In the past few days, I have been asked the same question by three readers: “Does a resume have to be kept to one page?” In a weak moment, I told one active student that she could get away with more than a page—but I later had second thoughts and decided to check with several recruiters.
Weber Shandwick recruiting director Janeen Savage says entry-level resumes should never be more than one page. “A resume is a marketing tool, be concise and focus resumes on your selling points,” Janeen says. “If you have less than 10 years of professional experience, target your resume to one page.”
Other professionals agree.
“At the junior levels, from student to AE or even SAE, one page is appropriate,” adds Carol Gronlund, SVP, Human Resources, Zeno Group. “They should focus on coursework and work experience that is relevant to a PR role and try to eliminate redundancy.”
Carol suggests avoiding resume repetition. “If you had three internships and did blogger outreach at each one, don’t list it three times. Instead, list blogger outreach as a skill and list the unique blogger communities you’ve touched under the appropriate job.”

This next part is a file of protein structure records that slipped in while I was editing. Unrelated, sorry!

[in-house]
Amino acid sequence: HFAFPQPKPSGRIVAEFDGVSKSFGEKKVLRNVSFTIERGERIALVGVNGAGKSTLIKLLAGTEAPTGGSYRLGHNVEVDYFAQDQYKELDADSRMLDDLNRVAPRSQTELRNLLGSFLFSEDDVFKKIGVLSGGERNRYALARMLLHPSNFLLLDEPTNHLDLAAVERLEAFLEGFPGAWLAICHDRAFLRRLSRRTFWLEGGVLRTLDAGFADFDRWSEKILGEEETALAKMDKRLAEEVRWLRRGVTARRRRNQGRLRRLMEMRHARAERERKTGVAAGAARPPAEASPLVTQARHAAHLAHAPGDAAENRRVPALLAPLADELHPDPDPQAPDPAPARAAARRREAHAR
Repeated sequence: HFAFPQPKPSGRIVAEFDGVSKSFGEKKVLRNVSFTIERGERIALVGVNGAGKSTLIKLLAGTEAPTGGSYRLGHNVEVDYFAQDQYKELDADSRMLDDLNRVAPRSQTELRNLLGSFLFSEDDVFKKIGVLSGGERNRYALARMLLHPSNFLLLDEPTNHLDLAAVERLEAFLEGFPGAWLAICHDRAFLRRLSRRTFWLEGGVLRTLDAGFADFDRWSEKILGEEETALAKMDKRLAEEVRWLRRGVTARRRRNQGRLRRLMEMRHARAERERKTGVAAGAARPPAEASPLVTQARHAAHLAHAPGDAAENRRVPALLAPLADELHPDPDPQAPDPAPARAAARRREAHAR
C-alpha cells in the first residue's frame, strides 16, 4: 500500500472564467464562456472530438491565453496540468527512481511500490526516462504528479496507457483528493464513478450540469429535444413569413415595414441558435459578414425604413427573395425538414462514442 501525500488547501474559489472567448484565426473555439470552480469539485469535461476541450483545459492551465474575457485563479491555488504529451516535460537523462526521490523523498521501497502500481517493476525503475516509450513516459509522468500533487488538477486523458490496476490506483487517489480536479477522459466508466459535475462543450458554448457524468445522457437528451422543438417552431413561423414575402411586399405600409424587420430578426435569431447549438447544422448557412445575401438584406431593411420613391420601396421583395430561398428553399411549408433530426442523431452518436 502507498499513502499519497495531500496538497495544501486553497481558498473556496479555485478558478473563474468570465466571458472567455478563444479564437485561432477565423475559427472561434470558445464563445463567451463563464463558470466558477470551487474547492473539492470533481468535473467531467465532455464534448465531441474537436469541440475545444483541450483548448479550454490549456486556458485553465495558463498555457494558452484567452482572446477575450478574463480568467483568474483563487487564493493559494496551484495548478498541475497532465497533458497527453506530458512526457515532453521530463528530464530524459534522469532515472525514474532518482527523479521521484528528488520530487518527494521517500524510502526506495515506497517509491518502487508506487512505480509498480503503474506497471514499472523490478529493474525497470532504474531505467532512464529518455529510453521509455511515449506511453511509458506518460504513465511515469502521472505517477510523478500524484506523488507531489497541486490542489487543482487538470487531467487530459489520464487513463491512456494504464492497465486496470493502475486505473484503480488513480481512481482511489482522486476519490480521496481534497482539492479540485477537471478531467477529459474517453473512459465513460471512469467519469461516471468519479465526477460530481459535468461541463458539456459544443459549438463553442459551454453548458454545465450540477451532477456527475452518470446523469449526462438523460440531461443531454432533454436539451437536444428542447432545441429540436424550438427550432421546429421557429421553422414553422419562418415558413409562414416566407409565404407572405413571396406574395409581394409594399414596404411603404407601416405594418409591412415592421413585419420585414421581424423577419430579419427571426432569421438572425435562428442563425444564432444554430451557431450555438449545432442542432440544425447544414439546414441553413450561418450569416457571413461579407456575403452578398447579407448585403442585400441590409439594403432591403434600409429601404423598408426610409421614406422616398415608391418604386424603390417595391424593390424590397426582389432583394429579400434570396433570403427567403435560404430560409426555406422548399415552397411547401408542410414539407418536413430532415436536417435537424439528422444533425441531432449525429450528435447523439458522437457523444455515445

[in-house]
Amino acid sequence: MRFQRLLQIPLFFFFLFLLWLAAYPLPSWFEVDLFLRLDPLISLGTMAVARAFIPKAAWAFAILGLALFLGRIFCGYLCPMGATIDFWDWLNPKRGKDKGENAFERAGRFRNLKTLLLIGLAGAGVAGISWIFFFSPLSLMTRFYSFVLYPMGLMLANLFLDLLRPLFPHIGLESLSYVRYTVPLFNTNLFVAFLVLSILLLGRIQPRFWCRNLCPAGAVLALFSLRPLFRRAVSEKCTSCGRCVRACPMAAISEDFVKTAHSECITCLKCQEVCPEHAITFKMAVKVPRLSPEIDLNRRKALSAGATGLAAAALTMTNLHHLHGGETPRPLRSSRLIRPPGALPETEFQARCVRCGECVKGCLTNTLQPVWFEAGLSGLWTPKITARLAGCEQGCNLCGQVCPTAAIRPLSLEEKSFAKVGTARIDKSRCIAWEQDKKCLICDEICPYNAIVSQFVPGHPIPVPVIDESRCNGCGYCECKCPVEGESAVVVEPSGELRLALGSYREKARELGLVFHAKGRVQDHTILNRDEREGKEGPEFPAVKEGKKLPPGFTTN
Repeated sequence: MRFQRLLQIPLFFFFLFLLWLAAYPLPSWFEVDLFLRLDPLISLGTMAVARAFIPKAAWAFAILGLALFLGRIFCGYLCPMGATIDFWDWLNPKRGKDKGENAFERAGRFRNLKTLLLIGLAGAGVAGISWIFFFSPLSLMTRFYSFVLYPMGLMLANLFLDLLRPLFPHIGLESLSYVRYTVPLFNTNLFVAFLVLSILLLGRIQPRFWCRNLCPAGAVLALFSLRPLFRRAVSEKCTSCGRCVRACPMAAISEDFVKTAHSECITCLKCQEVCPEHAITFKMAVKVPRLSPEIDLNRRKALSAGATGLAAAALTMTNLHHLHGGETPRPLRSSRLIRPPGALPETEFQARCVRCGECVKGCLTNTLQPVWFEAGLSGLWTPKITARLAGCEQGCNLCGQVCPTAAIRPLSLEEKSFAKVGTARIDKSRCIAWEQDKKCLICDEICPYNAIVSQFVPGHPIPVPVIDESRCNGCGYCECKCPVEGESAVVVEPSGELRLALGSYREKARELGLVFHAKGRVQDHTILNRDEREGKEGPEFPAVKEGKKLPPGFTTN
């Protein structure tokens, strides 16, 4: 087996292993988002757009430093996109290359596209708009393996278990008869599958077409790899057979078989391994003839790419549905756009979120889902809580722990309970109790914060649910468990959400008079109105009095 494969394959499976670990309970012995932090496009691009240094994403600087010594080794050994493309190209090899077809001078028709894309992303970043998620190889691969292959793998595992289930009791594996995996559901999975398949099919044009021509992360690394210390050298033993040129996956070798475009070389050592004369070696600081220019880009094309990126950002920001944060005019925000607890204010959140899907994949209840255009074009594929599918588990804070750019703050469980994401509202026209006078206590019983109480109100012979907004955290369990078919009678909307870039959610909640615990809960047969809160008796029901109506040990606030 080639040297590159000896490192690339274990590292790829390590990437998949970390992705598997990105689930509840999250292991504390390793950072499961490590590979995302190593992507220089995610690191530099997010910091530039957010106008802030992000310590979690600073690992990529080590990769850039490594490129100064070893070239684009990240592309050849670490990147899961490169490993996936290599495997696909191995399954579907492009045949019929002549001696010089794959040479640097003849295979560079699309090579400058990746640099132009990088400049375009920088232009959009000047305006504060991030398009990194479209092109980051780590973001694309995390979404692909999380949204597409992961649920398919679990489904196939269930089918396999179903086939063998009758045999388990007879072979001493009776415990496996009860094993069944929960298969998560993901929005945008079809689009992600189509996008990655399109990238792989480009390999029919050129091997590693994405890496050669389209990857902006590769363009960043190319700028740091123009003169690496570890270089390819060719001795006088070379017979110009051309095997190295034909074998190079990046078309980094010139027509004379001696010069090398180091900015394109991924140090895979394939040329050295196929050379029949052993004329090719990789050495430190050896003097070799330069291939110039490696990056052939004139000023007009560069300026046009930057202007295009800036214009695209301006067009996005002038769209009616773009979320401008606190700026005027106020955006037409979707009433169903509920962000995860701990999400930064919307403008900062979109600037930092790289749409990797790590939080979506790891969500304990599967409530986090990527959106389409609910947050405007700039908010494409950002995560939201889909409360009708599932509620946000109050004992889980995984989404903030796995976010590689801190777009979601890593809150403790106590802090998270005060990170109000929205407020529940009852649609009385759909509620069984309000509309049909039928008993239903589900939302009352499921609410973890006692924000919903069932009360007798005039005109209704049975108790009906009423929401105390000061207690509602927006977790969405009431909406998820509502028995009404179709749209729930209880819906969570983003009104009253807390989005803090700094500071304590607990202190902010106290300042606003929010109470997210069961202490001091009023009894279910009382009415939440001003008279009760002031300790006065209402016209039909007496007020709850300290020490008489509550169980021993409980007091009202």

Edelman senior vice president of recruitment Travis Kessel says managers and recruiters generally have a negative reaction to college students with two pages of info in a resume. “They need to remember to keep it to accomplishments and incorporate tasks in each bullet,” Travis says. “Their goal is to get an interview, not land the job with the resume. Leave some mystery.”
Keep in mind that the average initial review time for a resume is 20 seconds. To stand out with busy recruiters, follow the KISS Rule—keep it short and simple. Later in your career, perhaps after four or five jobs, you can add a second page to your resume. But realize that many senior professionals still abide by the one-page rule–and get hired. Move key points that don’t fit on your resume to your LinkedIn profile.
Check out other resume tips from past blog posts, including ways to make your resume more eye catching during those 20 short seconds of initial review.